So many questions that I have no ready answers for. Me? Asking about sex? How virginal!

And so it hit me. I was convinced. Maybe there is something to this New Virginity thing. Wow, who would’ve ever thought I’d be a virgin again. My pogi points must’ve just went up by a couple of thousand…

But so much for my New Virginity... Ooops, I lost it already. (Imagine me with a guilty smirk on my face...)


Friday, October 03, 2008

Thank You

thank you prayerLast Wednesday was a great day for me. It left me with so much running through my head, I hardly felt I slept through the night. But I wasn’t tired. I was inspired.

Lying in bed the following morning, way before my alarm clock rang, I was looking forward to the day ahead. And then it happened. I found myself praying. Praying, not because I needed something, but because I just wanted to talk to God.

Thank you for giving me this gift. You’ve made clear that you’ve clipped my wings, but never failed to show me that I can still soar.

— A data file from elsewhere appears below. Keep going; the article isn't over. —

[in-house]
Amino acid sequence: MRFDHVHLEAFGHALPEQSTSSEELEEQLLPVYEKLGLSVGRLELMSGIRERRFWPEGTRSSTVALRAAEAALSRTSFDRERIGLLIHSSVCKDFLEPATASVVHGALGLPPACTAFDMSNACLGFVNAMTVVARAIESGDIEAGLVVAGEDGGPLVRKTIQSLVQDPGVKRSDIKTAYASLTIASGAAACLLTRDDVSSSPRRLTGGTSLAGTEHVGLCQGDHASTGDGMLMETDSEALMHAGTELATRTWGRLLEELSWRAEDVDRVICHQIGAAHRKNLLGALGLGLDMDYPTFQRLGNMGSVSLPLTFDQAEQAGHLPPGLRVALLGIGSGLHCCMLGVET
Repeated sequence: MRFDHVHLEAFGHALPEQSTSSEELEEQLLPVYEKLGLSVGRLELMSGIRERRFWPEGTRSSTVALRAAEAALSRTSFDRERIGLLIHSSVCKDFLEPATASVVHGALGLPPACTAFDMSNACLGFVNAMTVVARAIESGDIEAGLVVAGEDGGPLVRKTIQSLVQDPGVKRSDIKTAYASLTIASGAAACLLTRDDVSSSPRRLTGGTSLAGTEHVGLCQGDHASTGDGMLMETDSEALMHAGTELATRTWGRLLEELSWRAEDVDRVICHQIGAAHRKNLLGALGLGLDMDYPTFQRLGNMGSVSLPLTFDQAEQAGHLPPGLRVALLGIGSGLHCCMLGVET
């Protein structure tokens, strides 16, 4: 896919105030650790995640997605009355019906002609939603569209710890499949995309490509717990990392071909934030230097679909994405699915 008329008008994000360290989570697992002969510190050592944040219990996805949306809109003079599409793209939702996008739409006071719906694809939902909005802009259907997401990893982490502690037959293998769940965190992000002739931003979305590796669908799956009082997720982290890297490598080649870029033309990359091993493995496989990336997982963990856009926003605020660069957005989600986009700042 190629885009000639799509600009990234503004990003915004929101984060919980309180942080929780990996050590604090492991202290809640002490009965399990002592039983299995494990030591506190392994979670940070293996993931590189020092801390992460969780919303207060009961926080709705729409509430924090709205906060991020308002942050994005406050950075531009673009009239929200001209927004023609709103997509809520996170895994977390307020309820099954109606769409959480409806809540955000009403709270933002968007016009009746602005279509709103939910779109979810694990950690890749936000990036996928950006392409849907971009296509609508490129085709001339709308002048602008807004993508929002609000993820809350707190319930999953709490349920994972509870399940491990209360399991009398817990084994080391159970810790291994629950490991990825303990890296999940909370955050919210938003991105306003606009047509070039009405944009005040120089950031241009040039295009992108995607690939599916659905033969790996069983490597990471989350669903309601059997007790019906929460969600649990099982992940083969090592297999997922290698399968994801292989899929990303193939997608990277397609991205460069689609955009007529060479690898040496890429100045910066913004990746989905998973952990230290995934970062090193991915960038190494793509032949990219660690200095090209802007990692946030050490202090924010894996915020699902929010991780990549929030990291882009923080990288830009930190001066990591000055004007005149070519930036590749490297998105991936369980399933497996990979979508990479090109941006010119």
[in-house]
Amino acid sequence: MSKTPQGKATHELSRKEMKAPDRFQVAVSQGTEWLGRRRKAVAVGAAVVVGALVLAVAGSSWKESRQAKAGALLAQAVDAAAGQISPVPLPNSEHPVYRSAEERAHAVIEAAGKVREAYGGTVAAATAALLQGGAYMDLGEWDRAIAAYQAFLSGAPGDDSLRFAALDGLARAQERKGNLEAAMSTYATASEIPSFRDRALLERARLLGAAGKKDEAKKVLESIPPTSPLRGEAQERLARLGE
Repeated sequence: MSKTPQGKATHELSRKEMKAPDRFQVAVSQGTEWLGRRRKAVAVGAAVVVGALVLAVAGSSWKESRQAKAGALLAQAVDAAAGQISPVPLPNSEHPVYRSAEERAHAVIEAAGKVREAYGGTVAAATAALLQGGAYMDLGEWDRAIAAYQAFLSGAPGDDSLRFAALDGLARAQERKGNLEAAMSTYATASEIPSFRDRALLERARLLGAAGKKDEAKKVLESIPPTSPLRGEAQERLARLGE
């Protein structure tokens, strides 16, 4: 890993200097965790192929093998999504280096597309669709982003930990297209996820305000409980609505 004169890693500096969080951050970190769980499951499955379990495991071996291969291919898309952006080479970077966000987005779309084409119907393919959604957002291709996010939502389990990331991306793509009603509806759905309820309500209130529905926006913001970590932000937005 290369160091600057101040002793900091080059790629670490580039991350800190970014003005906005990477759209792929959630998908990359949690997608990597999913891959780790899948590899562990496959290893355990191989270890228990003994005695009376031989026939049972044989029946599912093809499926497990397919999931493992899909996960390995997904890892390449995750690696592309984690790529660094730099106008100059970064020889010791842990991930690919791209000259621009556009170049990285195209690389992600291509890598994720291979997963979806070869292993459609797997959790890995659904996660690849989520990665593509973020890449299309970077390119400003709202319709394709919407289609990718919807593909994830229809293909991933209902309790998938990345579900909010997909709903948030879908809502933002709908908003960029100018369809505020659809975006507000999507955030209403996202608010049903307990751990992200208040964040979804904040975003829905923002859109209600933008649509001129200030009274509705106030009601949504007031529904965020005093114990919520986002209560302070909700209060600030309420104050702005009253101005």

Thank you for sending me your angels. They’ve been showing up in unexpected places, unexpected times and unexpected ways, but always the right places, the right times and the right ways.

Thank you for helping me find my voice. It was a voice that would not come from my mouth, but would be heard by more ears.

Thank you for giving me so much to say. But thank you more for giving me the courage to share it with the world.

Thank you for my journey. It hasn’t been the easiest, and I doubt it will ever be, but I know you’ve been watching over me every step of the adventure.

I would’ve really wanted to tell you what triggered this, but I can’t. I really hope I wasn’t sworn to secrecy, but you’ll find out when the time is right.

Let’s just say I was fortunate enough to have gone through the right circumstances, that led me to the right people. People who shared my advocacy, and had the will, the mind, and the heart to take it that much further.

I’m proud to be part of this team, and can’t wait to tell you more about them. But for now, pardon me, but my lips are sealed. Rest assured, I’m happy.